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JON HOPKINS SINGULARITY: REVIEW


JON HOPKINS

Singularity (Domino)

Here’s an album which makes you move but doesn’t have you dancing, that operates at full charge but stops short of working up a sweat, that could at times pass for atmosphere but refuses to settle into the background.

As anyone who has seen his work as producer/contributor (say, Coldplay) or as the one with his name on the front of the record, would know, Englishman Jon Hopkins can do low and mood-setting as well as high and beat-sprouting. He may have surfaced in most people’s minds as a kind of chill room ambience-creator but he has pulled off grand gestural electronica as well, the kind of thing which gets you into high end rooms like the Albert Hall with lots of people waving their hands with eyes closed and beatific smiles on their faces.

Singularity, perhaps befitting its name, sits somewhere between those extremes. Whereas Everything Connected and Neon Pattern Drum are hand-in-the-air moments, their propulsion determined and their trajectory a singular arc, tracks such as the barely there-but-compelling Echo Dissolve and the quasi-medieval choral Feel First Life, serve almost to set you adrift on puffs of thought rather than beats.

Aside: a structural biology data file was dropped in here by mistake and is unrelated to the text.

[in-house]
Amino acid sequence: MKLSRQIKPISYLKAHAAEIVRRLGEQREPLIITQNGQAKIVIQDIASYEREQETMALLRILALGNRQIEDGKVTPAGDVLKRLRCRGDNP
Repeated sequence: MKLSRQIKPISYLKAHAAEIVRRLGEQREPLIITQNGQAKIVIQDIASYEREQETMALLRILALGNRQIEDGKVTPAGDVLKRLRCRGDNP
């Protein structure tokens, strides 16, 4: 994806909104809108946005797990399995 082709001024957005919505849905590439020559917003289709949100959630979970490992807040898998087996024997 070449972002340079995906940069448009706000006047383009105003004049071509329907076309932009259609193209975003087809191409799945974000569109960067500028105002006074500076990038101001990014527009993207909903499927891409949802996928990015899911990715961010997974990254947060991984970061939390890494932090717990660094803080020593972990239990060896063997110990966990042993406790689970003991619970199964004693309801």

Again, most of the album sits between those two points. COSM, for example arrives almost without leaving, its entry mostly noticed in retrospect as piano, air and machine take some time to coalesce. Then from the three minute mark (this is a mid-range track at 7 minutes with two others beyond 10 minutes and four under 6 minutes), the ground feels like vibration and solidification.

Likewise, through the five and a half minutes of Emerald Rush, the move from light stepping synthesisers to boot-and-braces marching feels like a convoy coming from over the hill towards you, rattling past you in a sustained drive before receding into the distance. And Luminous Beings lives up to its name with its firelights swinging in the air opening segment which evolves naturally into an open highway pulsing-cruise middle section that feels quite joyous, but rather than breaking down in its final third seems to carry the mood through a long, happy night.

Hopkins’ ability to compose and not just construct may be most obvious in the final track, Recovery (the most On Land-like Eno moment here), which is a piano meditation. But that probably says more about our default setting of seeing traditional instrumental tracks as somehow worthier than machine moments.

In truth, Singularity succeeds on its writing throughout. And its beats, and its sounds, and, yes, its ambience.

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